If we do go down that road, perhaps the Quebec nation and indigenous nations could be recognized in some way. That is why I am confident that my party will enthusiastically support my colleague's motion.
Madam Speaker, I feel like I am dealing in antiques today. The motion we are debating would amend a Constitution that was ill-conceived and that has aged poorly. The Constitution has so many holes, it looks like moths got at it. The holes in this Constitution are costing the provinces, Quebec and taxpayers a lot of money and preventing the provinces from properly and independently funding their public services.
What we are talking about today is a 136-year-old, billion-dollar company that cleared $2.8 billion in net profit last year and is exempt from paying taxes. As an economist specializing in taxation, my first instinct is to say this is an injustice and a relic of post-colonial cronyism.
This tax revenue is owed to Saskatchewan, and we think that the provincial government should get this money back. I want to inform my colleagues straightaway that I will be pleased to support this motion.
However, since we are speaking of holes in the Constitution that are costly for the provinces, I think it is difficult to ask the opposition, and especially members of the Bloc Québécois, to disregard other fundamental problems that this Constitution has created.
As I said, the Constitution has not aged well. The Constitution was drafted in 1867, and the majority of its provisions are still in force today, but the country that drafted this Constitution was not a modern country. Health care essentially referred to field hospitals run by religious communities. Assistance for the poor was essentially charity, again run by religious communities. Education consisted of a few one-room schoolhouses and some private schools supported by charity. These responsibilities were assigned to the provinces. The Catholics were in Quebec, and they were essentially given peanuts. The Constitution was obviously drafted to ensure that Ottawa would get more and more revenue over time.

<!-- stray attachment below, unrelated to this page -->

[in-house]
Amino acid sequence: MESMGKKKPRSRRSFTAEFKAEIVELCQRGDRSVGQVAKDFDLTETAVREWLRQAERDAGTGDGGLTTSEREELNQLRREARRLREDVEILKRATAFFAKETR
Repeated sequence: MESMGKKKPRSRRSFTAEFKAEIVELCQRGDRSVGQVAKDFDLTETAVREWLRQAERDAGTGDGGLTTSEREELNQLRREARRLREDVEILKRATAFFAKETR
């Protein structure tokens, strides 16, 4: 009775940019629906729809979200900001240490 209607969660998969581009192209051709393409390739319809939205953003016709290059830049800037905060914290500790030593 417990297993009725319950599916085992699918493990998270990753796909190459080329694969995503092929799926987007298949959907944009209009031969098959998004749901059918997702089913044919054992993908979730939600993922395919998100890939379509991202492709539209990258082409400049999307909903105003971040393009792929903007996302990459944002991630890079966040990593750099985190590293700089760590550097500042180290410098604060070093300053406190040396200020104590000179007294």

When Canada was founded, there was no personal income tax, no corporate tax, and no sales tax. I just listed basically all of the federal government's revenue sources. Since then, all the responsibilities have remained with Quebec and the provinces, but half of the revenue has gone to Ottawa.
That is the problem, because we have a dusty old Constitution, the spirit of which the party in power deigns to respect. The provinces have responsibilities, and they must have management autonomy and must be able to legislate in their areas of jurisdiction. What remains is the power to spend. The problem is simple, and I have explained it many times to students: Ottawa has too much cash. That would make a great headline.
Ottawa loves to meddle in provincial affairs, loves to spend money and make legislation in areas of provincial jurisdiction, but the Constitution does not allow this. However, there is a loophole: the federal government can tell the provinces that if they do not do what it wants, it will withhold the promised money instead of giving it to them. Unfortunately, the Constitution has evolved, but not for the better. That is the problem.
Today, we have a government that provides Canada health transfers that cover only 22% of the system's costs. When this government is asked to respect the Constitution, it spits in Quebec's face. The line that all the Liberals across the way keep repeating like trained parrots is that Quebec will not be given a blank cheque, that money is not given out without accountability.
We tell them that it is none of their business and that health is not a federal jurisdiction. Their response, which I have been given here in the House, is that this is false and that it is a shared jurisdiction. They say that we have only to look at the Canada Health Act to see the way it is institutionalized. This act is the embodiment of the federal spending power. It is an almost unethical way of confirming that Ottawa has too much cash.
The blank cheque is Canada's Constitution, and that is not what Quebec is asking for. The Liberals have slashed funding for health care. People need to understand that. The Constitution is full of holes. It has evolved, but not for the better. That is also true for other sectors.
Mental health is an important matter. The pandemic has shown how difficult things can be and how great the provinces' needs are in terms of mental health. That is also the case for health care and hospital capacity.
What was the government's response? It decided to appoint a . Instead of appointing a minister of mental health, it should have sent money to Quebec. The issue is not that we are begging for money, but that the Constitution is full of holes as though eaten by moths. It should have been printed on cedar.